NHS England strips Capita of cervical screening contract
Author: Louise Prime
The British Medical Association (BMA) said NHS England’s decision yesterday to strip Capita of its contract to provide cervical screening administration to the NHS “is only right”, after the company’s shambolic failures potentially put thousands of women at risk. The BMA has long campaigned for Capita to lose the contract, and is now demanding that NHS England also looks at other, ongoing problems with Capita’s delivery of some other NHS contracts.
The BMA wrote to Sir Simon Stevens, the chief executive of NHS England, on 6th December expressing its extreme concern after being made aware that up to 48,500 women had not received information regarding cervical cancer screening after a system error. It said it appeared that most of the “lost” correspondence related to appointment invitations or reminder letters – but that some of it was screening results.
Dr Richard Vautrey, BMA GP committee chair, said at the time: “It is frankly appalling that patients may now be at risk because of this gross error on the part of Capita… Since it took responsibility for GP back-room functions three years ago, Capita’s running of these services has been nothing short of shambolic and after repeated warnings from the BMA and government, this is now clear evidence that its failings have put patient safety – and possibly lives – at risk. It is ultimately NHS England that bears overall responsibility and it must now take this service back in-house. As the body which commissioned Capita to take on this work, despite clear warning signs that it was not up to the job, NHS England must shoulder the blame for this dreadful situation; you cannot outsource responsibility.”
The Public Accounts Committee has since reported during its inquiry into adult health screening that between January and June 2018, 43,220 women did not receive letters inviting them for a cervical screening and a further 4,508 women were not sent results letters, of whom 182 needed follow-up treatment.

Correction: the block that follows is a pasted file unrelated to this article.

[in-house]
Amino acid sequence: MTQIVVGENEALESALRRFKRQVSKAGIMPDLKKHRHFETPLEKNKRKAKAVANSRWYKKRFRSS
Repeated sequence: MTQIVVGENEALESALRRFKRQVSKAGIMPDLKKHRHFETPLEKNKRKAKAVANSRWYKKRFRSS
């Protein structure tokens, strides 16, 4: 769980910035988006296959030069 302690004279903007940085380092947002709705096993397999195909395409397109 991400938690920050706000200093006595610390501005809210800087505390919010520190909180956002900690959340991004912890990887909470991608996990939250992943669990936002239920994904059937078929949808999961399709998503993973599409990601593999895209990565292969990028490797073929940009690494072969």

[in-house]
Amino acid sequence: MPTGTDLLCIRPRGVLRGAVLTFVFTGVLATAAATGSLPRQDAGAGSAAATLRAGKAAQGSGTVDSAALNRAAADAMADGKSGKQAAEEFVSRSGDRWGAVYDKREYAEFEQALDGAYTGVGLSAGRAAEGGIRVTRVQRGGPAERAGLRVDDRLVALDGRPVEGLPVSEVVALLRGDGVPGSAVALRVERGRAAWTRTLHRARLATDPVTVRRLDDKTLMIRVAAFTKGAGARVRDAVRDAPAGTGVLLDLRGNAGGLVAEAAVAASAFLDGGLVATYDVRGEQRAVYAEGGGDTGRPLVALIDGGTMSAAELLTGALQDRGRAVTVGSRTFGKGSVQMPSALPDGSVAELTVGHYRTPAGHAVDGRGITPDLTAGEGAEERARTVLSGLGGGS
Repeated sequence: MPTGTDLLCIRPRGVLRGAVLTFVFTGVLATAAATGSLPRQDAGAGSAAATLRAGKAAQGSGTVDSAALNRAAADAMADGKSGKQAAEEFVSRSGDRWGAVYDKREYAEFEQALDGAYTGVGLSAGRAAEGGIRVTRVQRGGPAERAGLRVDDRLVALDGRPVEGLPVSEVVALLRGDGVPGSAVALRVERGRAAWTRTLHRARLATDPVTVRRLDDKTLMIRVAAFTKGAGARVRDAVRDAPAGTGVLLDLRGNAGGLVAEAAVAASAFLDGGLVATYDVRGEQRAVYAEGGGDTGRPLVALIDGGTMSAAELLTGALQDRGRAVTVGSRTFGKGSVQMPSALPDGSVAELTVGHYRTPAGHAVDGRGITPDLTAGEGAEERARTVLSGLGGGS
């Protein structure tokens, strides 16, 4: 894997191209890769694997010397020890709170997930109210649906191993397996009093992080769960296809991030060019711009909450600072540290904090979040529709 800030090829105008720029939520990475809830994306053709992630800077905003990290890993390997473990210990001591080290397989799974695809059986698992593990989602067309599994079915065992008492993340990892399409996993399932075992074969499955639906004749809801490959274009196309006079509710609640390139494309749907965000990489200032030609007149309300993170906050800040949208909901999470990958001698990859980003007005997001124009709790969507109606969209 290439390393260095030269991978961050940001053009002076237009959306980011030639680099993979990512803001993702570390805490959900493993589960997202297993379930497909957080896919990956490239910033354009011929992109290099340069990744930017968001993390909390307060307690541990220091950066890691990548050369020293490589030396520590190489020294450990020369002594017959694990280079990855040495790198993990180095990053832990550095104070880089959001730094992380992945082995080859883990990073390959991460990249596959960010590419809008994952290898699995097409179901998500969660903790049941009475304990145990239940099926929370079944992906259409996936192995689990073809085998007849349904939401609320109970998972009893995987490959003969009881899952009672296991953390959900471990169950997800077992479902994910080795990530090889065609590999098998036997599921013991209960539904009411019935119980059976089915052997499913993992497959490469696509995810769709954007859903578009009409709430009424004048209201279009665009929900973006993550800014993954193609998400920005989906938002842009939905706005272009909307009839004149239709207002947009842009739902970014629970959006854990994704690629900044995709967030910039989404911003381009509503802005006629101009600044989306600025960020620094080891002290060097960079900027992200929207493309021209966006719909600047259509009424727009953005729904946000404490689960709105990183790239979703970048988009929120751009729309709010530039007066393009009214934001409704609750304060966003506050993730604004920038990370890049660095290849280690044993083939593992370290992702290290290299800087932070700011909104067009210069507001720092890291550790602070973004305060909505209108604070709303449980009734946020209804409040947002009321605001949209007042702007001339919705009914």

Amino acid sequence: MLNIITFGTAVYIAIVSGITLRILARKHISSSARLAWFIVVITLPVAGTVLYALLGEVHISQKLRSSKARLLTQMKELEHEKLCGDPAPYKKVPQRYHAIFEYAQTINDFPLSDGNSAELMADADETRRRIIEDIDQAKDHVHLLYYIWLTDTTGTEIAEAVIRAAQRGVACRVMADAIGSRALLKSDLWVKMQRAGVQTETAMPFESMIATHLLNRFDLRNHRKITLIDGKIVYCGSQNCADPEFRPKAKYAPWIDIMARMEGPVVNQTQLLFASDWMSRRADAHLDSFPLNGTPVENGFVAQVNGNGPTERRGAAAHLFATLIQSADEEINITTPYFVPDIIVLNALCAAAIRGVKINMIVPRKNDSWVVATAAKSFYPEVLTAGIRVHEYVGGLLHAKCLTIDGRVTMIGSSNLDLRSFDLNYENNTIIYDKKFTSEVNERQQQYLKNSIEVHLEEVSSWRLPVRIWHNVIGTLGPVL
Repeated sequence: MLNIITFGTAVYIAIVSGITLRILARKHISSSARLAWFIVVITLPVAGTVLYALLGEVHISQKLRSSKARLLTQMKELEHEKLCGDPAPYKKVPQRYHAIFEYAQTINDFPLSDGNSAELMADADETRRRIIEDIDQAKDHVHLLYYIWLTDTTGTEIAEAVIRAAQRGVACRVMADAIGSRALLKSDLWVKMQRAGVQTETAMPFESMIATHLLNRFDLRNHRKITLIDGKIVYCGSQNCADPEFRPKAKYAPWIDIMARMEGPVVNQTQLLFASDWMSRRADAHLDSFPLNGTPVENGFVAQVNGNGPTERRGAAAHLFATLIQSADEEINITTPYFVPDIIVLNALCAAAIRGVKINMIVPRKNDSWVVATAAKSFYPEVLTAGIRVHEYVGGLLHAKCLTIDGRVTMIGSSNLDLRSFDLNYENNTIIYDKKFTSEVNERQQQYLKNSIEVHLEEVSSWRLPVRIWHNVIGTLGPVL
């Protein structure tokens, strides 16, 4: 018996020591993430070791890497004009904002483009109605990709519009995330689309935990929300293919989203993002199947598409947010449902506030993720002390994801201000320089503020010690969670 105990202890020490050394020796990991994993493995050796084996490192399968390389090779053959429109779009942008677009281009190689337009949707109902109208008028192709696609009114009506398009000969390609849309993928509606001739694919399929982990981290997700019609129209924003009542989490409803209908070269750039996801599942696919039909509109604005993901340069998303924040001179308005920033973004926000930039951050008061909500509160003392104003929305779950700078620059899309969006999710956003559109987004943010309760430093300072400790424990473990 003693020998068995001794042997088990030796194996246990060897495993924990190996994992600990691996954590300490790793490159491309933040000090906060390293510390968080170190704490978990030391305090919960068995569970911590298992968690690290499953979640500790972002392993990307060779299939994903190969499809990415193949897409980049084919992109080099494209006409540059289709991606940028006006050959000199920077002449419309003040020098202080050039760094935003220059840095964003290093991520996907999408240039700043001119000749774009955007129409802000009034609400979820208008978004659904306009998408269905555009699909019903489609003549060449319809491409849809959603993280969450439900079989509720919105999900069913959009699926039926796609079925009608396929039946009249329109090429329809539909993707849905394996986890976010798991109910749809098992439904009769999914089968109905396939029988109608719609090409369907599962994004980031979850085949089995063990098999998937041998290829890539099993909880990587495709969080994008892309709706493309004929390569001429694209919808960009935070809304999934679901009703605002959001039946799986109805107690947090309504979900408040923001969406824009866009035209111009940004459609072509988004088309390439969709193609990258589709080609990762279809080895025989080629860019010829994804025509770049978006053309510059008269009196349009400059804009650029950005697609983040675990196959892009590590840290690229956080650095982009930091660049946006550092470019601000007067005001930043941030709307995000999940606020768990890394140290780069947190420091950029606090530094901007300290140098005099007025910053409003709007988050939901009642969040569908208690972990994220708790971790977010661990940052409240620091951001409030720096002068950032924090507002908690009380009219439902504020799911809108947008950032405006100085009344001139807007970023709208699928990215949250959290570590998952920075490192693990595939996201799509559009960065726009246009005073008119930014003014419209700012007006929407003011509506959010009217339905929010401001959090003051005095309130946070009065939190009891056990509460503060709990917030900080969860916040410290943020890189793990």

Sir Simon told the Committee yesterday afternoon that because NHS England has not been satisfied with how Capita has been performing, it has made the decision to strip it of that contract. He said: “Today, I am announcing that we are bringing the cervical screening service back in-house to the NHS from Capita, beginning in June, and then a phased transition through the rest of the year.”
BMA GP committee executive team member Dr Krishna Kasaraneni commented: “We have long been raising concerns about Capita’s frankly shambolic running of GP support services – and most notably called for their contract to be stripped when it was revealed at the end of last year that thousands of patients had not received vital information about cervical screening, potentially putting these them at risk.
“It is only right that NHS England has followed through and removed this service from Capita, and now any transition process must be robust and not be done as a cost-cutting exercise at the expense of patient safety.
“Furthermore, we know there are still fundamental ongoing issues with Capita’s delivery of other backroom functions – including the transfer of patient records, pensions administration and payments to practices – and we demand that NHS England ultimately takes responsibility for all of these shortcomings, and brings these back in-house as well.”